Prohibited Sexual Relations is an Abuser Registry offense and therefore every DD employee, including department employees, county board of developmental disabilities employees, independent providers and an employee providing specialized services to an individual with a developmental disability, including an entity licensed or certified by the department, can be considered for placement on the Abuser Registry if found to have committed this offense. If your name is placed on the registry you are barred from employment as a DD employee in the state of Ohio.
Investigations into allegations of sexual assault or sexual activity are extremely complicated, no matter the circumstances. The issues are challenging, and the investigations involve questions of consent, undue influence, power dynamics, etc. We don’t want to insert our subjective judgment into these relationships. Every individual with disabilities in Ohio has different physical and cognitive abilities. Some individuals can be easily persuaded or influenced, some are unable to truly advocate for themselves, and others are unable to communicate at all.
It is impossible to know if an individual has been influenced, threatened, or just confused about their relationship with their provider, as a sexual relationship can blur the lines for an individual.
After considering this from all angles, the Department determined that the only way to effectively prevent this problem was by implementing a bright line rule prohibiting sexual relationships between unmarried individuals and their providers, no matter the situation. There is no discretion to waive this rule.
Some of the causes and contributing factors in recent Prohibited Sexual Relations MUIs include:
- Lack of professional boundaries.
- The person had a previous sexual relationship and asked the agency to hire their live in partner to provide home maker personal care supports for them.
- The agency lacks a professional code of conduct.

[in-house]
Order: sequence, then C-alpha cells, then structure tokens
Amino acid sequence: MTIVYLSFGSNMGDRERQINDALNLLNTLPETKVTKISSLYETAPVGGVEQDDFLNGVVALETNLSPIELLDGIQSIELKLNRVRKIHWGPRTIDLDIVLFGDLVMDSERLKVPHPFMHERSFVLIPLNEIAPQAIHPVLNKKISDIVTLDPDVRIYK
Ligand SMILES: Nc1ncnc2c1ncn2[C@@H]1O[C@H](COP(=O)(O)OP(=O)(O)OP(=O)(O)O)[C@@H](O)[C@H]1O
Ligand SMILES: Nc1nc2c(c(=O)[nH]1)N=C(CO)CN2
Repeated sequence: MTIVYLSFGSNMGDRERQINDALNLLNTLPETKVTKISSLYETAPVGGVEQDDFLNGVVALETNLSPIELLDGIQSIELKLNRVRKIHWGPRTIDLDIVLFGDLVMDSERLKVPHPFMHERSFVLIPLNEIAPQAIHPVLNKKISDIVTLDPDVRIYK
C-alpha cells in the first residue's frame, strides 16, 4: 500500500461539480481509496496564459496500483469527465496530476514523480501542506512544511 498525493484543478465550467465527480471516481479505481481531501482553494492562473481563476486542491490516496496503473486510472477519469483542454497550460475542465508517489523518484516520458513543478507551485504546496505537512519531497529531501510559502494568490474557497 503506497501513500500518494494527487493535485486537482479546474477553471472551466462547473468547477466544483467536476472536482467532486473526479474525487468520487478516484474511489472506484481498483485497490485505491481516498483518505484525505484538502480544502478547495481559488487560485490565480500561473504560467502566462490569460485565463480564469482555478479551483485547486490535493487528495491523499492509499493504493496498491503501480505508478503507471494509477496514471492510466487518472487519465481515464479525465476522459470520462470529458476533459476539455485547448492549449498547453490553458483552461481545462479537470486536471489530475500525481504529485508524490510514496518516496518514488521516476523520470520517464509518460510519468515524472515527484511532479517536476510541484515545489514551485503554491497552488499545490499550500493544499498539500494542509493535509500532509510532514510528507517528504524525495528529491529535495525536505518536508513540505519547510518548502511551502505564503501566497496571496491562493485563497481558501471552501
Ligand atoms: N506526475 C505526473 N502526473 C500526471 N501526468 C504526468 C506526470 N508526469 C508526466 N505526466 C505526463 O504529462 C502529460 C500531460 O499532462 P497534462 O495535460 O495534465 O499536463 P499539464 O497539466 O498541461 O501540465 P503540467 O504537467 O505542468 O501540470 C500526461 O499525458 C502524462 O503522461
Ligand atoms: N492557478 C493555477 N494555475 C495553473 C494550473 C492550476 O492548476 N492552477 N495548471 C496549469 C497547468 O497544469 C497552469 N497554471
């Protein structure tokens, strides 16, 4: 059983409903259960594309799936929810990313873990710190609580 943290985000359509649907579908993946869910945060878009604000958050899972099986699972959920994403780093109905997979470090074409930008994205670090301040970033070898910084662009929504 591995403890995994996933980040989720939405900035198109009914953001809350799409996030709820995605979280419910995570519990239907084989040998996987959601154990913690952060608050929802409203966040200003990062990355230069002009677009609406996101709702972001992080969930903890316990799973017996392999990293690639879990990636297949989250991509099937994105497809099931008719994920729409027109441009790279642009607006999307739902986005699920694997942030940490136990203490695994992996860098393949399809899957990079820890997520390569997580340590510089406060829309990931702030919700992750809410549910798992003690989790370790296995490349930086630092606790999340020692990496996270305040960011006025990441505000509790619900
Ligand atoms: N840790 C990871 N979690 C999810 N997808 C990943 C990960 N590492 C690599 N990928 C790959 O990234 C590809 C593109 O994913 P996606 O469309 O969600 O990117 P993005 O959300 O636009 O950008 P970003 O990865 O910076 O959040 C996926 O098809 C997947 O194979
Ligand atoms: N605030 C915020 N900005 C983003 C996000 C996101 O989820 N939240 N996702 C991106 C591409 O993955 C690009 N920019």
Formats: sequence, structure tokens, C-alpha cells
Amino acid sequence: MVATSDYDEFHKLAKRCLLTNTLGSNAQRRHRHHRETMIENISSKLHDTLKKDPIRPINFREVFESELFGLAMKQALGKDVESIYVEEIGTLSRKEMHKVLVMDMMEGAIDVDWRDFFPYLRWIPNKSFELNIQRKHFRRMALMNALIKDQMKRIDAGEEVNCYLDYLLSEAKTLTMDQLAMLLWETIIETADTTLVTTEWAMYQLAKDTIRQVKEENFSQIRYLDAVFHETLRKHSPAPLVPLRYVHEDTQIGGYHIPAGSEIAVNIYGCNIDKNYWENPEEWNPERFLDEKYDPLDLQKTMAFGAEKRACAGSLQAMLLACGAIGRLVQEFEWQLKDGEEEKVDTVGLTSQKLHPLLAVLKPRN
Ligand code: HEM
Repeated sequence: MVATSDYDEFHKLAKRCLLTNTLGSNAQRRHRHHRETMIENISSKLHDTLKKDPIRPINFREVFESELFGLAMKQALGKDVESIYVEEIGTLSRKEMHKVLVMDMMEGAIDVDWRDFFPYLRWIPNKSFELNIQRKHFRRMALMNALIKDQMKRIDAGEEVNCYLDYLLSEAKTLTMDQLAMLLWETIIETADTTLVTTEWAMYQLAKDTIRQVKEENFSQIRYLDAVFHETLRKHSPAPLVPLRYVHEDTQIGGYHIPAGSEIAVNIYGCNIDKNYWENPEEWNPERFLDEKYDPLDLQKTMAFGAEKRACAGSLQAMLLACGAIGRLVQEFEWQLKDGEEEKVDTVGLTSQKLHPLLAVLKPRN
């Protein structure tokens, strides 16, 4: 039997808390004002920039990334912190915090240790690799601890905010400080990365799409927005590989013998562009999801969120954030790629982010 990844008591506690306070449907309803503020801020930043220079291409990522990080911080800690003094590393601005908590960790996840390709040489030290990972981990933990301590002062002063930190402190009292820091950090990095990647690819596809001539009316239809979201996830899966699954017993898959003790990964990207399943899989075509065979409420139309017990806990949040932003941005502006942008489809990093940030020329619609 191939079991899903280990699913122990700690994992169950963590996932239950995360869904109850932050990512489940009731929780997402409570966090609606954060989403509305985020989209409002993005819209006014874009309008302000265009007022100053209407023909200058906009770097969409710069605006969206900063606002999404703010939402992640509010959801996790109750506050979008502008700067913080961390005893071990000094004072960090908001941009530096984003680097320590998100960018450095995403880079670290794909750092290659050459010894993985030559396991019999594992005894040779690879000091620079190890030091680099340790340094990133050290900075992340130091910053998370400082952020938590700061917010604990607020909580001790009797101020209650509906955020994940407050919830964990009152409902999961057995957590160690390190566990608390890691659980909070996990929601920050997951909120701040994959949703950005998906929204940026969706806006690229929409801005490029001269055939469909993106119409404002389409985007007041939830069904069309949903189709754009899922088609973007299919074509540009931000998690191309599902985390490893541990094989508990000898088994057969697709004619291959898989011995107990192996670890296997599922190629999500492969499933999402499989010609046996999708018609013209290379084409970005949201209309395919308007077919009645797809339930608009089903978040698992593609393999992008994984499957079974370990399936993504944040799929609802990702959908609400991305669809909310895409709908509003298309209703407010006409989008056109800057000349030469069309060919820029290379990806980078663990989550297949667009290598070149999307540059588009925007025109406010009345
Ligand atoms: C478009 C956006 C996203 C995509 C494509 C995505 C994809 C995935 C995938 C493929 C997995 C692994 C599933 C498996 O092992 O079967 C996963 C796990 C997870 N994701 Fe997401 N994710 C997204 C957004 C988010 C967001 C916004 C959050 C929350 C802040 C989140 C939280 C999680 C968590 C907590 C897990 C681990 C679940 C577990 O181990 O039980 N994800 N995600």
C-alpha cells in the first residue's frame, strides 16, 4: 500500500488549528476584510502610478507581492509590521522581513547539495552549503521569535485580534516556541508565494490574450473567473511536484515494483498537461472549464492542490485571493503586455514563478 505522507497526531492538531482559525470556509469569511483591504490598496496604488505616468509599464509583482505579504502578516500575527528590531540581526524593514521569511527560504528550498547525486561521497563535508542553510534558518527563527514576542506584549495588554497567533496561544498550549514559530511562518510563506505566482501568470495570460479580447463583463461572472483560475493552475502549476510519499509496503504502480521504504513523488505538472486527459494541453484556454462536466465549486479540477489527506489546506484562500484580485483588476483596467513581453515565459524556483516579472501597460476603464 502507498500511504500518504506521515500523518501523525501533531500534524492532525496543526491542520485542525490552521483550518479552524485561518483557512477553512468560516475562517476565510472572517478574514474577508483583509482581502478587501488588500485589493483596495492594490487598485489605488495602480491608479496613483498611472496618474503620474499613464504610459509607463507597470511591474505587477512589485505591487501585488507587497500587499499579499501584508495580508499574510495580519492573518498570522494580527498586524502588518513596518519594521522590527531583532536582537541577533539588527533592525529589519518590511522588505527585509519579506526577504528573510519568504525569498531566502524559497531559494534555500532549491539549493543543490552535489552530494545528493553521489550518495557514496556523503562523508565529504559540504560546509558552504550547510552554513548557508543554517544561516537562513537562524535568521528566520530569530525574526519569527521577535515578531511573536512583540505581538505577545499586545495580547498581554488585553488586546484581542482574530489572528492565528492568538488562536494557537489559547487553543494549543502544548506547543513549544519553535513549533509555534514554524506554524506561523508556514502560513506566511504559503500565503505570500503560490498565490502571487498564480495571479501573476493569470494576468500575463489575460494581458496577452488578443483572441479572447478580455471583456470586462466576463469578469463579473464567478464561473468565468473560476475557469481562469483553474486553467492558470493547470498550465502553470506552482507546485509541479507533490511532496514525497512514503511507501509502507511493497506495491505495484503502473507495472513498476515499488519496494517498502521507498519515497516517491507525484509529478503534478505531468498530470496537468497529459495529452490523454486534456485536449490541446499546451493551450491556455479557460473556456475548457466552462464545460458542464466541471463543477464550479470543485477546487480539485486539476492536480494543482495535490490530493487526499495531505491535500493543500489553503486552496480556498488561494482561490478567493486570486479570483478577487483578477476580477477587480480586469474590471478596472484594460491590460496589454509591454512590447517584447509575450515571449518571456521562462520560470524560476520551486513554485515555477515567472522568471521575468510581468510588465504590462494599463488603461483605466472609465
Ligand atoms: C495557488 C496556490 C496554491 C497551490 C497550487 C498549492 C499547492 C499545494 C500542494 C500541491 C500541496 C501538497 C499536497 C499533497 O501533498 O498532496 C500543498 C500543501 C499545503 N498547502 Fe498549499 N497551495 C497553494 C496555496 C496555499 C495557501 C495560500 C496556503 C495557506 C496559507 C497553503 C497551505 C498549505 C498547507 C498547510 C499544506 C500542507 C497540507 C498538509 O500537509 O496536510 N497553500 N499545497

- The Service and Support Administrator was new and thought hiring the person’s friend, in which they were sexually intimate, would help with the staffing shortage.
- The provider did not recognize that the relationship was sexual despite multiple indicators.
- The independent provider believed that they could engage in consensual sexual relations with the individual because it was outside their scheduled hours.
- The Service and Support Administrator believed that the individual could consent because they do not have an intellectual disability.
It is important that providers and Service and Support Administrators know that this type of relations is not permissible under any circumstance. Once identified, the situation must be reported, and the paid caregiver relationship discontinued. A MUI for Prohibited Sexual Relations will be filed and investigated by a certified IA/ICF using the following incident specific requirements.
Incident Specific Requirements – Prohibited Sexual Relations
- Describe and document the type of sexual conduct or contact.
- Document whether or not the incident was consensual. (Note: consent does not excuse sexual contact by a caregiver with an individual when the caregiver is paid to care for the individual.).
- Verify and document that the primary person involved was providing paid care to the individual.
- Verify and document that the primary person involved was not married to the individual.
- Provide a statement of any known, long-term, personal relationship the primary person involved has with the individual or other circumstances relevant to the sexual contact or conduct.
Frequently Asked Questions:
- If the individual had a consensual sexual relationship with the person prior to that person becoming their paid service provider, is this allowable? No, this is prohibited.
Is it permissible for a paid provider to engage in consensual sexual relationship when they are “off the clock”? No, this is not permissible.